The proposal of the bimodal discrete shifted Poisson model (Bi-Poiss) advanced in (Gómez-Déniz et al. 2020), instead, deals with a construction to encompass bimodal count data starting from the Poisson model, with addition of an extra dispersion parameter \(\theta \) responsible for bimodality (not necessarily at the extremes of support)Footnote 10. After truncation at m, the main drawback of the Bi-Poiss model is the lack of an explicit link between parameter values and polarization and floatation of the response: for instance, theoretical values for the modes can be obtained in terms of parameters by solving numerically nonlinear equations. In addition, the Bi-Poiss does not encompass the scenario of three response clusters as the \({\text {OFS}}_{111}\) model. Conversely, the Bi-Poiss model is directly applicable in case of bimodality at inner categories, whereas specification of mixtures of DB models in this case should be designed carefully for identifiability issues (see Appendix 2).

For bimodal discrete data, a two-component mixture of (truncated) Conway–Maxwell–Poisson models can be considered as well (Mix-CMP, (Sur et al. 2015))Footnote 11. With respect to computational aspects, the M-step within the EM algorithm needs to be performed with a computationally demanding grid search since the ML solution for Mix-CMP is highly dependent of initial values. With respect to the problem under examine, the main drawback about Mix-CMP concerns identifiability, which causes several limitations on interpretation of the response location and dispersion. Specifically, parameters are not straightforwardly interpretable in terms of polarization and floatation, as for the OFS family. As to fitting performances, a tentative approach to pursue a comparative analysis with the OFS family requires to set suitable parameter constraints to mitigate identifiability issues for the Mix-CMP, at the cost of lack of flexibility. For instance, the supporters’ pole can be shaped by restricting to a \(CMP(\lambda _S,\nu _S)\) with \(\lambda _S \in (m-2,m)\), \(\nu _S \in (0,1)\), whereas a \(CMP(\lambda _O,\nu _O)\) model with \(\lambda _O,\nu _O \in (0,1)\) can be considered for the opponents’ pole. Floatation could be possibly considered explicitly if a component \(CMP(\lambda _F, \nu _F), \lambda _F, \nu _F > 1\), is specified in the mixture. For count data, each component should be truncated from below at the minimum observed count, and from above at the largest observed count or at the censoring threshold, whereas it should be truncated from above at \(m-1\) and then shifted upward by 1 in case of ratings on Likert-type scales, as argued for the Binomial component in cub  mixtures (Piccolo and Simone 2019).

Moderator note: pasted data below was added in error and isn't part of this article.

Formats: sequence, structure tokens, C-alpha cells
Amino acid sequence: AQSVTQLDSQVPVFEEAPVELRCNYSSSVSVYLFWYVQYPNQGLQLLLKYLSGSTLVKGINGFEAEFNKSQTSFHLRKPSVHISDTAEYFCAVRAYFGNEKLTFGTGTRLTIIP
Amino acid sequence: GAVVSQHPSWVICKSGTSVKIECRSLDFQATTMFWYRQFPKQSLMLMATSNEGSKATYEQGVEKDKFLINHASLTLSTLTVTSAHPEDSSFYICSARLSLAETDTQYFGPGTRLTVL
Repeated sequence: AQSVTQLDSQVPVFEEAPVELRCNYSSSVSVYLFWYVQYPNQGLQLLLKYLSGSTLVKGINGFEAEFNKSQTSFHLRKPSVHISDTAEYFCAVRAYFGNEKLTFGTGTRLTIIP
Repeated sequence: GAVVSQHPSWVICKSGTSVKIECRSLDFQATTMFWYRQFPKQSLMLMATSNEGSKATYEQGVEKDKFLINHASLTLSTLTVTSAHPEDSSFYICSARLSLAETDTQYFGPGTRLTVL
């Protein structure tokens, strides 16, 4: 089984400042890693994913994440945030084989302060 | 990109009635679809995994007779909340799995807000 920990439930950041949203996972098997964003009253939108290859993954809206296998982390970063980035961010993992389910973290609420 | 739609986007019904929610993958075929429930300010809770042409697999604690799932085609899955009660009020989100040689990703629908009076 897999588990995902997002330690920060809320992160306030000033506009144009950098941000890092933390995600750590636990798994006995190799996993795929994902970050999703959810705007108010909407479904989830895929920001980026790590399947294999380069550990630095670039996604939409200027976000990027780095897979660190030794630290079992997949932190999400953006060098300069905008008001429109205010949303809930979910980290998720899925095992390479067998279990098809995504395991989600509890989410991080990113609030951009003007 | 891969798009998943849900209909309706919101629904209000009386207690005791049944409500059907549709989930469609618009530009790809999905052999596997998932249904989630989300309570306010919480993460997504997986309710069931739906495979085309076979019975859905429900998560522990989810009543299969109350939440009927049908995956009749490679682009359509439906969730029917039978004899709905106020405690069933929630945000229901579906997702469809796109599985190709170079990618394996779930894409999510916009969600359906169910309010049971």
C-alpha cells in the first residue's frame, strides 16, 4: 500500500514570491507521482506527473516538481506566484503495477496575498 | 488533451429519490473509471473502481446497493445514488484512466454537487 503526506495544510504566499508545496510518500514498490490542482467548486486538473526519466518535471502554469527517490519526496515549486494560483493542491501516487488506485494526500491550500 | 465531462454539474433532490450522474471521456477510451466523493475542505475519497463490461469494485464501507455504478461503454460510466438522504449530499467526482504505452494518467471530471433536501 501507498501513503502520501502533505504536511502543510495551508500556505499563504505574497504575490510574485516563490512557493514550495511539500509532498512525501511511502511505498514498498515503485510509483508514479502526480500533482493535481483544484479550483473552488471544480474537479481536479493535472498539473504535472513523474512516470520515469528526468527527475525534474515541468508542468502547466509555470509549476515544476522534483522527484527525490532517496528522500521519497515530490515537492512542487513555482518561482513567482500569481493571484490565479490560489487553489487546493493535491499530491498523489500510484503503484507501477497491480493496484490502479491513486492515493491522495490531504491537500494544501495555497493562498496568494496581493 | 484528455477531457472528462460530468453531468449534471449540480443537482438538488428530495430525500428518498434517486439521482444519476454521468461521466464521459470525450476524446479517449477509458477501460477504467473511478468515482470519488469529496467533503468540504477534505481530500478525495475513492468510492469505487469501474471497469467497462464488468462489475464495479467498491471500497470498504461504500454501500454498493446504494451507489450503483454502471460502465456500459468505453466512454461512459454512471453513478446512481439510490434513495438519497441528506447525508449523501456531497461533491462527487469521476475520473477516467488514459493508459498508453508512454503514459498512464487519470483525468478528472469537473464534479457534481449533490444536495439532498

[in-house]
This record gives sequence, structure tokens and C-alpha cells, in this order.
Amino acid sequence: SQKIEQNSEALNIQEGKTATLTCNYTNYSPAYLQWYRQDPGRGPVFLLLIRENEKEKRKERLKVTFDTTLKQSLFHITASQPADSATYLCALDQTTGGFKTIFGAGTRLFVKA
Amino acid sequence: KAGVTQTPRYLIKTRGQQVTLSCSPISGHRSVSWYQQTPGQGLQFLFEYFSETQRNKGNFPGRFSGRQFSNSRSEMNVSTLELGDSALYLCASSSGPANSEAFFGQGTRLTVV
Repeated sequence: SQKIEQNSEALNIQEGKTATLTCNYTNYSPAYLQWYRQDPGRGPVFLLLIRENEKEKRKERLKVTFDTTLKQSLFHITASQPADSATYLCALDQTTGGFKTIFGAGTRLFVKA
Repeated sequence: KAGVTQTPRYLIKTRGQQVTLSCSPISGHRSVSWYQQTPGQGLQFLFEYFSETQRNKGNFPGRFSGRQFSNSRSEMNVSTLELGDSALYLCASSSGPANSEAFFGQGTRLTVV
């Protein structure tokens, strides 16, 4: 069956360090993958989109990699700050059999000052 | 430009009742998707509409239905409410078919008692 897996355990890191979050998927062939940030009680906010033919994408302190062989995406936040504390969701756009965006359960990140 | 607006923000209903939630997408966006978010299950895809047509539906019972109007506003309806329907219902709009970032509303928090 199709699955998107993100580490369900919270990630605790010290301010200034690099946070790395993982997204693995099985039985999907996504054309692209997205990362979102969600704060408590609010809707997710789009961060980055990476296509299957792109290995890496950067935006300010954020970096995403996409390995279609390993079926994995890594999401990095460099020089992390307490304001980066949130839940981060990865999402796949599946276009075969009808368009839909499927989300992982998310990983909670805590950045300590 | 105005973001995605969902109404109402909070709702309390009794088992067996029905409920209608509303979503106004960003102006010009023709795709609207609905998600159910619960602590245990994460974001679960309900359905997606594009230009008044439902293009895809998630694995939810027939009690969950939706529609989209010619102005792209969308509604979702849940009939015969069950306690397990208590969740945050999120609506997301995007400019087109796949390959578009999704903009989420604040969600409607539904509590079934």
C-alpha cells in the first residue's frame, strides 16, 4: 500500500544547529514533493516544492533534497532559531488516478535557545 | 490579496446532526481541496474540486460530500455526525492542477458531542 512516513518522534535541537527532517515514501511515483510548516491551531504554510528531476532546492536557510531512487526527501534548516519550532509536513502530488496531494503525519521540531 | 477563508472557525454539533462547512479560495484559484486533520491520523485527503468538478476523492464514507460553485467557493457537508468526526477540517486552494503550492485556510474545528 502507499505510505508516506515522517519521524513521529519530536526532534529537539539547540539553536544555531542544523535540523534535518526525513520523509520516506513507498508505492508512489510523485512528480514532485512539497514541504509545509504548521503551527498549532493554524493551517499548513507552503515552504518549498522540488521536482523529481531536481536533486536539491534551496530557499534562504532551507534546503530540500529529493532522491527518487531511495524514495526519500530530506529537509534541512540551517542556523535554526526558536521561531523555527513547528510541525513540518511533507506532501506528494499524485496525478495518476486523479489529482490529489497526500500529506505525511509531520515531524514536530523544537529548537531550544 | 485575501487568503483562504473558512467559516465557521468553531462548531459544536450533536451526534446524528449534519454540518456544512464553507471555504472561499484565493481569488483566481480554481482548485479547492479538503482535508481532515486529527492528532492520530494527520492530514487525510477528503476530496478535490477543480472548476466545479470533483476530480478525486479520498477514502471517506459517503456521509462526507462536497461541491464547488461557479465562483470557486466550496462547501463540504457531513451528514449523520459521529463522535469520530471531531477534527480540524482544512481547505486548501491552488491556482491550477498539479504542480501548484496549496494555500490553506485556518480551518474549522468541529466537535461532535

It is worth to remark that for data exhibiting bi-polarization and floatation, a 3-component mixture of CMP would have a higher model complexity than the \({\text {OFS}}_{111}\) model; similarly, the Mix-CMP would be less parsimonious than mihg and \({\text {OFS}}_{101}\) for U-shaped distributions and than \({\text {OFS}}_{110}\) or \({\text {OFS}}_{011}\) for bimodal data with one mode at one of the extremes.